5. Mitosis can offer the secular world a powerful witness for mutual respect and collegiality rather than the highly publicized bickering that plays into popular negative stereotypes.

Specific Aspects of Methodist Mitosis – Sample Insights

  1. Mitosis would lead to the creation of the Progressive Methodist Church and the Global Methodist Church (placeholder names).
  2. The PMC would consist of center-left American United Methodists plus any from overseas settings who wish to affiliate. Same gender marriage would be affirmed, with conscience clauses for clergy unwilling to conduct such weddings. LGBTQIAA-N and others would be eligible for ordination and appointment, provided other qualifications for ordination are met. Churches would have exemption if uncomfortable with a pastor of such an open orientation, but neither churches nor pastors in the PMC would object to identifying with the PMC and with those clergy and congregations that do affirm such practices.
  3. The PMC would offer expansive welcome to clergy and laity who affirm progressive Christian theology and practices. Belief in the divinity-humanity of Jesus and the authority of scripture would be affirmed but the freedom to take specific beliefs such as the virgin birth or atonement or the resurrection of Jesus seriously but not literally would be protected. The social implications of the gospel would be on the table, ranging from women’s reproductive rights to the treatment of Palestinians by Israel to global warming to voter suppression. Uniformity of belief in social matters would not be expected but such issues would be allowed back in the room, among many others.
  4. The Global Methodist Church (GMC) would retain existing teaching on human sexuality. Clergy and congregations remain free to disagree about this or other aspects of church teaching but would affirm obedience to the covenant freely taken. Center-right pastors and congregations would comprise the membership, in addition to churches outside the USA that share the essential theology and vision.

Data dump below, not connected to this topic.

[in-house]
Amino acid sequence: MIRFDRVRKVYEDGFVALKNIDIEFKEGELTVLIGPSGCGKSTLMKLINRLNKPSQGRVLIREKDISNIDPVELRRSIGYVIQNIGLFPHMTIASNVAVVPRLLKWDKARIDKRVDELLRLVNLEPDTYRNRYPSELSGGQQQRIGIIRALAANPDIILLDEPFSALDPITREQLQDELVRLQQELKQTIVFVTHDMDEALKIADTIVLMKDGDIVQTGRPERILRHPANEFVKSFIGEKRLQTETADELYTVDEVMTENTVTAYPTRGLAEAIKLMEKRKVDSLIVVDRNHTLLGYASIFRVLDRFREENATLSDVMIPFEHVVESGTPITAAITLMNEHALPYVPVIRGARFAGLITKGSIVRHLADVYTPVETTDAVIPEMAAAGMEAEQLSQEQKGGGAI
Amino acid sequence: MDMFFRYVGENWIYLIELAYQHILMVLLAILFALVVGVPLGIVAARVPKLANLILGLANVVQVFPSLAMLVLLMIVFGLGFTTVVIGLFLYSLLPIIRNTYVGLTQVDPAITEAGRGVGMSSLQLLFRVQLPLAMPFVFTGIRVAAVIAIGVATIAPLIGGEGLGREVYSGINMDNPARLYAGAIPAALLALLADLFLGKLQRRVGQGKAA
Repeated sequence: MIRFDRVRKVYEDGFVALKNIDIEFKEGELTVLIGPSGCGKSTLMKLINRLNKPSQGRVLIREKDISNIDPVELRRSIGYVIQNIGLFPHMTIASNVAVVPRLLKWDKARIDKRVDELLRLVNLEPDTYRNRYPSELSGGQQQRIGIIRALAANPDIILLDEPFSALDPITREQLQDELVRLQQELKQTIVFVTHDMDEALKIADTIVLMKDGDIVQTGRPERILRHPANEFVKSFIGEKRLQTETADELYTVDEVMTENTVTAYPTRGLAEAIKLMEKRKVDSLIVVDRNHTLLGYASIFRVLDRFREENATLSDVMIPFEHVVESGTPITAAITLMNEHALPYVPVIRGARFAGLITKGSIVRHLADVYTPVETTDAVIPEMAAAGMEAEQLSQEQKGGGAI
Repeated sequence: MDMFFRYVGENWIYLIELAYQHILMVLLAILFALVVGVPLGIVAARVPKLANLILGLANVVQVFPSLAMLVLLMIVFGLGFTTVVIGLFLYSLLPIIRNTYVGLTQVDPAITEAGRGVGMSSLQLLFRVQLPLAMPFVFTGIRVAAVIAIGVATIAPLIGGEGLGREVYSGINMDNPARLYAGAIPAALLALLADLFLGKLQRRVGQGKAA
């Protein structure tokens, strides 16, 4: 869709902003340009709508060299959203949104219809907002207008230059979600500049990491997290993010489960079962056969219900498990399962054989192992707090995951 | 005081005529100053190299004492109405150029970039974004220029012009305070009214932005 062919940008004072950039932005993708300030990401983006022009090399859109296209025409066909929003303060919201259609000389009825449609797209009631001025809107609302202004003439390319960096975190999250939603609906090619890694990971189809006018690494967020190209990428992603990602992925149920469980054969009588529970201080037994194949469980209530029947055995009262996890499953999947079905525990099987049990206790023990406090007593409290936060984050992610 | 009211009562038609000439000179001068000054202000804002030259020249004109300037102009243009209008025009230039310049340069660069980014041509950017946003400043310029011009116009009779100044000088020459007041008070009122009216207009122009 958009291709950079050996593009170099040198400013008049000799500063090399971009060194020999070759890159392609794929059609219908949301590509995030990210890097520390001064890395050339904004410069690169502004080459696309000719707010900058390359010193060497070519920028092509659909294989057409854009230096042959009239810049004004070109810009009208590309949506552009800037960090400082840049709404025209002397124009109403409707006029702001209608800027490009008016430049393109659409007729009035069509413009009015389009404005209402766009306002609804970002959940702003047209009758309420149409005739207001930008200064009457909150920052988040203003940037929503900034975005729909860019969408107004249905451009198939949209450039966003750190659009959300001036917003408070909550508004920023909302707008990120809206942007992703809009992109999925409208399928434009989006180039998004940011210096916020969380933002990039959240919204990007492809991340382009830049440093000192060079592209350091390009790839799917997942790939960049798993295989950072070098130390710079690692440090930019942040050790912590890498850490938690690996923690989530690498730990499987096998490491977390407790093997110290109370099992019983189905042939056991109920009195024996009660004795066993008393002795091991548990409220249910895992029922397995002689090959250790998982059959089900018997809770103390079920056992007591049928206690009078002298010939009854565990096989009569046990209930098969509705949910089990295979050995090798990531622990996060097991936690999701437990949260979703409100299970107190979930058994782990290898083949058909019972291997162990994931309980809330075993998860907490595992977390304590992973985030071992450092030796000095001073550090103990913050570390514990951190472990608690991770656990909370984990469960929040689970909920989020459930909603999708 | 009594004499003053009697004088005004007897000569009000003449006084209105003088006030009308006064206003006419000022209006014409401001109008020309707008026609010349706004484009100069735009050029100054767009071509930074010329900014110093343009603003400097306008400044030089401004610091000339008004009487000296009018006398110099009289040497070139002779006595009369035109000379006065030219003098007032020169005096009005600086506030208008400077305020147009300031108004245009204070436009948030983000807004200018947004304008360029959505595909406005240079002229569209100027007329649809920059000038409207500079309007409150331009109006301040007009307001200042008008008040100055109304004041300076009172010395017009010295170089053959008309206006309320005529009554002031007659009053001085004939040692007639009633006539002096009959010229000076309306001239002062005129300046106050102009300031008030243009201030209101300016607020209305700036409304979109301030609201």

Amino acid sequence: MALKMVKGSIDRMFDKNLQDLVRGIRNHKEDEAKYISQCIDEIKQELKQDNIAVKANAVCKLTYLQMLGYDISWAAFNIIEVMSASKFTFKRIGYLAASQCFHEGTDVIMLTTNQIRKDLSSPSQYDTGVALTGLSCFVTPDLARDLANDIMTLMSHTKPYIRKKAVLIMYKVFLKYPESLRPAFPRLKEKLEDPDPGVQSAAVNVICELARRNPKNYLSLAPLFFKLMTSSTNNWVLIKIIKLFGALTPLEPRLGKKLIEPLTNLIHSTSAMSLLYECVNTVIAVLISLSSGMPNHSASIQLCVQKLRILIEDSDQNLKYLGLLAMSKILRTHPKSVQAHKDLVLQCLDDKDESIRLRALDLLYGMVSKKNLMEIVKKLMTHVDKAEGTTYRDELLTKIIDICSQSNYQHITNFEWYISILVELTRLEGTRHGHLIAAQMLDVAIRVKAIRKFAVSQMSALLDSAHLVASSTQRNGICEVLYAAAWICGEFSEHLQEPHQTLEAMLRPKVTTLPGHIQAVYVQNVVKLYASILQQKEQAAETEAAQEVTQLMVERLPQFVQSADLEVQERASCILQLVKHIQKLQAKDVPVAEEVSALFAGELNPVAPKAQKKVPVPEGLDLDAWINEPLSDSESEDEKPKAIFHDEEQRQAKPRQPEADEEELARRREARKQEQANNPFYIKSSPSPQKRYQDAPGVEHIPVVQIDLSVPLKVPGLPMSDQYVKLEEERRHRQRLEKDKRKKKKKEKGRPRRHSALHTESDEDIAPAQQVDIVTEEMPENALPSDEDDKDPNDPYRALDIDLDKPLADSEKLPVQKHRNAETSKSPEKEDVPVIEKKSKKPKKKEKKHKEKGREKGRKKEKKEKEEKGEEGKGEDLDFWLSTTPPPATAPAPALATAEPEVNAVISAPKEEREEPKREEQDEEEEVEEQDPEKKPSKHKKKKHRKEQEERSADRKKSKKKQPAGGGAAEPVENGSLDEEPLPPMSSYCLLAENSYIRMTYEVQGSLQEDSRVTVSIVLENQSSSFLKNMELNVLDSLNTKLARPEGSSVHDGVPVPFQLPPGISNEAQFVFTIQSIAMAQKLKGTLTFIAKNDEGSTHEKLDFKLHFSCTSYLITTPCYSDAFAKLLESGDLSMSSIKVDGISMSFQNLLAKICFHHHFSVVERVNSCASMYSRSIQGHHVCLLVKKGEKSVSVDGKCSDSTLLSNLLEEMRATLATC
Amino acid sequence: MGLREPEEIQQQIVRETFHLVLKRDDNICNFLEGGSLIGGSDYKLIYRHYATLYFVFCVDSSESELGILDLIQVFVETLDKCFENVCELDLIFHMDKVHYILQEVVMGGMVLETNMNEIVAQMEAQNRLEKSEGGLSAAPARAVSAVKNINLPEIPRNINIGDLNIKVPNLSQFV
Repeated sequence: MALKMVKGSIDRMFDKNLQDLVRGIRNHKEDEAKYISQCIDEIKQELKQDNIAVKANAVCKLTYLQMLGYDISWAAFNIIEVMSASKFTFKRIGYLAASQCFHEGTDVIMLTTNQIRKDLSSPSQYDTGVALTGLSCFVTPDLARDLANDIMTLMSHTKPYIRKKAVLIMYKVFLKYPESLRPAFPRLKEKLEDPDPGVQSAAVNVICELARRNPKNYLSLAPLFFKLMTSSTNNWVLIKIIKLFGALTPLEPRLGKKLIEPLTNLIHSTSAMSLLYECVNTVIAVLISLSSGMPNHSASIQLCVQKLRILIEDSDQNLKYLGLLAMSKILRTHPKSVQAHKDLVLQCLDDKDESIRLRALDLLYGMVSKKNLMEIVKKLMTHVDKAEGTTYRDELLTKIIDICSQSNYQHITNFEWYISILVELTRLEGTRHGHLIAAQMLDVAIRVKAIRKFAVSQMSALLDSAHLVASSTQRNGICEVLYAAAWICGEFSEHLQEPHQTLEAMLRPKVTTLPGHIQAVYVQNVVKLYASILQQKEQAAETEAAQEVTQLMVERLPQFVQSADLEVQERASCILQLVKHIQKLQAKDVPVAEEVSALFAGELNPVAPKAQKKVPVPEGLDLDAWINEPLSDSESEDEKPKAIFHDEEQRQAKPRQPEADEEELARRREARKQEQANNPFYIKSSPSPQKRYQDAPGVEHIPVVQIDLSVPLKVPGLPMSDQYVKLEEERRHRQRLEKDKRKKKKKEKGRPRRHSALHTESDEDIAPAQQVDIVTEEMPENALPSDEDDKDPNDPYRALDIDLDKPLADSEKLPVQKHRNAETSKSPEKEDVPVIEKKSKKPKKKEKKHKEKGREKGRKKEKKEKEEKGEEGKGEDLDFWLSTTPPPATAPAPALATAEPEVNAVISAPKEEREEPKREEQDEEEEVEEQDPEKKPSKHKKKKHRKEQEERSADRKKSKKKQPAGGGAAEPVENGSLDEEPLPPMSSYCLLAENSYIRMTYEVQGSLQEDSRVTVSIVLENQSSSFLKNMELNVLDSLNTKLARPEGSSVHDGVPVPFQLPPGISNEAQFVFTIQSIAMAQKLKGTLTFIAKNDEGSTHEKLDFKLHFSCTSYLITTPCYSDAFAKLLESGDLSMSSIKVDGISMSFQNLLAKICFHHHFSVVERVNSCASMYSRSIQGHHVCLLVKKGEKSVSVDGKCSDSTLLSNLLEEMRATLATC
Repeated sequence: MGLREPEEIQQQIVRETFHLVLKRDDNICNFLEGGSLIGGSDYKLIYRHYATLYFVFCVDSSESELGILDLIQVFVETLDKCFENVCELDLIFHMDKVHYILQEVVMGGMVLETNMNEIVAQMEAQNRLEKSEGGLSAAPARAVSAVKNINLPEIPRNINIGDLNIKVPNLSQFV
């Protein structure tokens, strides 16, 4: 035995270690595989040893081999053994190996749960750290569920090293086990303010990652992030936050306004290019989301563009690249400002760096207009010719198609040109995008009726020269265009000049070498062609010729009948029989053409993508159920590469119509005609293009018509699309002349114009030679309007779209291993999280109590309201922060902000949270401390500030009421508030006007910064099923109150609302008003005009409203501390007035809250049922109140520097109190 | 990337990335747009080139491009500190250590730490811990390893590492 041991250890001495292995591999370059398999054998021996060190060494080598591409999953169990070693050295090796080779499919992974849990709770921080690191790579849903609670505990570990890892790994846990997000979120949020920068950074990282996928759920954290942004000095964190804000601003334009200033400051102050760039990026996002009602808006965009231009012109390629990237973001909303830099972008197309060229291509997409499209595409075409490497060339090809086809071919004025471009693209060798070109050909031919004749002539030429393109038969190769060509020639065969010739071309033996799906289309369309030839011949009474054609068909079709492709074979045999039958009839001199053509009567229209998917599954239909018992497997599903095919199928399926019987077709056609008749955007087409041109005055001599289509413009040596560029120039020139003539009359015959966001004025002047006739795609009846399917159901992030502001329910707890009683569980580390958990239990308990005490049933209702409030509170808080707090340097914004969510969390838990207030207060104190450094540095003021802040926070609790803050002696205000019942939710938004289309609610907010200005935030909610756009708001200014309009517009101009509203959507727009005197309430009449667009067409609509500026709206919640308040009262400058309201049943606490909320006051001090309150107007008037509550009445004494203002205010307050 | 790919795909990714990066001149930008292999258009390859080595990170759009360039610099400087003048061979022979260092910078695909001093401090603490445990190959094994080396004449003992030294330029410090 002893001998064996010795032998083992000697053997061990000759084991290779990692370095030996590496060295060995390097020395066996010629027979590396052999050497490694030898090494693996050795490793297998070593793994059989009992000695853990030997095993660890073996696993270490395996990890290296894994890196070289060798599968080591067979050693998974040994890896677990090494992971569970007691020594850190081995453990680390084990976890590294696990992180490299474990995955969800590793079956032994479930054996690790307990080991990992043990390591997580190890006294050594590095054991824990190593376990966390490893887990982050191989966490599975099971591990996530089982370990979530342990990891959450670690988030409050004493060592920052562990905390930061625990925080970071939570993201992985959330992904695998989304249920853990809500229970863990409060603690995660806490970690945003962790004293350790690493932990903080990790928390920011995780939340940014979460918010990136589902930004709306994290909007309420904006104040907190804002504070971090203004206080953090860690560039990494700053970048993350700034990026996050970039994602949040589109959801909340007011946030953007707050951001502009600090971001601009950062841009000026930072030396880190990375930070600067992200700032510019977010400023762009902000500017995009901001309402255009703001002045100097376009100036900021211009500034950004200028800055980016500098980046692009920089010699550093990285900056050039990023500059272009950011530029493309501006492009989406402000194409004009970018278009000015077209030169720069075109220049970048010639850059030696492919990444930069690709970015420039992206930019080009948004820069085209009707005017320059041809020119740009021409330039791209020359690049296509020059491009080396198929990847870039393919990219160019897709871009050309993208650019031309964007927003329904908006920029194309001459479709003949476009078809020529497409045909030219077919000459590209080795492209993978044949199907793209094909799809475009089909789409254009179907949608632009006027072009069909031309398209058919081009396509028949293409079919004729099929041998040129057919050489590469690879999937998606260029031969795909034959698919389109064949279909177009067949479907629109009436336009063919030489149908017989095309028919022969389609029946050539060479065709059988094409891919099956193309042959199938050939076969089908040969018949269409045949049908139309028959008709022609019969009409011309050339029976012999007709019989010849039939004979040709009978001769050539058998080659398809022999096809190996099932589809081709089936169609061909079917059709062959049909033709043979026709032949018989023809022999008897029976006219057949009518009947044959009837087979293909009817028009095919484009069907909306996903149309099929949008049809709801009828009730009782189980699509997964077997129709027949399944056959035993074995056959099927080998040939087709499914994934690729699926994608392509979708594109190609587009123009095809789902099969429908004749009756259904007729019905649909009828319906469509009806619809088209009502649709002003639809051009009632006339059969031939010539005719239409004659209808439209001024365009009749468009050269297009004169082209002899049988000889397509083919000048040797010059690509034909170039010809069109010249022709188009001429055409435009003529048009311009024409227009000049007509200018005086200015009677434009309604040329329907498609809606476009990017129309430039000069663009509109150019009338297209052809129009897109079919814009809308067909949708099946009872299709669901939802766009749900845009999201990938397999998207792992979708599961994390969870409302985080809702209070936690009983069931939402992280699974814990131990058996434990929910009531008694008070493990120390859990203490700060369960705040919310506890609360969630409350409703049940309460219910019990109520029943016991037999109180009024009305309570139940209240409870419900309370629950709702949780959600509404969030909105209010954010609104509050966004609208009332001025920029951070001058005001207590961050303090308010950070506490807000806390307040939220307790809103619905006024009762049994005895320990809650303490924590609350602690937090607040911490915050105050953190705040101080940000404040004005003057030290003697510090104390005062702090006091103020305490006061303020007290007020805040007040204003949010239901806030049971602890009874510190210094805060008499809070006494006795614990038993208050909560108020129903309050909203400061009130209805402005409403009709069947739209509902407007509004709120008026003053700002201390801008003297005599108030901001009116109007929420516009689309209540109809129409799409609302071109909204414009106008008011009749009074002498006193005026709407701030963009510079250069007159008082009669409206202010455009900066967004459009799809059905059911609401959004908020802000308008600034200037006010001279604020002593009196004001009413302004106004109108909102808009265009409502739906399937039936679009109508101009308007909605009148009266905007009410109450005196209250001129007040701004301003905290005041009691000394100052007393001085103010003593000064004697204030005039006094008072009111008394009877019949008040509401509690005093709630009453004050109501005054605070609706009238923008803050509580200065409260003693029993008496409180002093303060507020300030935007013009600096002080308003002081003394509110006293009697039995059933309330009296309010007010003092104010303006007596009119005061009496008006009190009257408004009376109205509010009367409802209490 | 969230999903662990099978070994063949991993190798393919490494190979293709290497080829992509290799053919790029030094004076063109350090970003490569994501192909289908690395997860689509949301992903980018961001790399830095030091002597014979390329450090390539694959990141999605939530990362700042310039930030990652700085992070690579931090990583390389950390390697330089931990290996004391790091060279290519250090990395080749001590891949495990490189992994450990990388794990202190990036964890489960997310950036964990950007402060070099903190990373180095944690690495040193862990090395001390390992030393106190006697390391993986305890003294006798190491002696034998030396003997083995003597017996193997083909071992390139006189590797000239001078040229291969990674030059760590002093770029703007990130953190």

5. Existing structures would be maintained for both churches until 2020 when the first serious organization re-formation would commence, to be completed in 2024. General Boards and Agencies of the church, seminaries, questions of the length-cost-content of educational requirements for clergy, aspects of offering support for pastors and metrics for effectiveness, creation of a career ministry progression to connect with seminary and other continuing education, systemic review of all existing congregations in the light of the universal mission of the church, redeployment of resources to reach under-served geographic regions are among challenges the two churches will undertake. Mutual collaboration in appropriate areas would further highlight the positive nature of mitosis.

Sample Challenges

  1. The PMC will lose some who believe any compromise on sexuality is the moral cousin to compromising with slavery or segregation. The PMC likely will draw some significantly left of center in political views that will be advocated loudly in a smaller denomination. The PMC will find some pockets of churches in largely traditional regions that will affiliate with them but be isolated. The PMC may have more clergy eager for the freedom to conduct same gender weddings than churches that are willing to have their particular congregation be the site of such ceremonies, a collision of consciences with no easy solution. More openly LGBTQIAA-N candidates may be suitable for ordination than have churches in which to place them.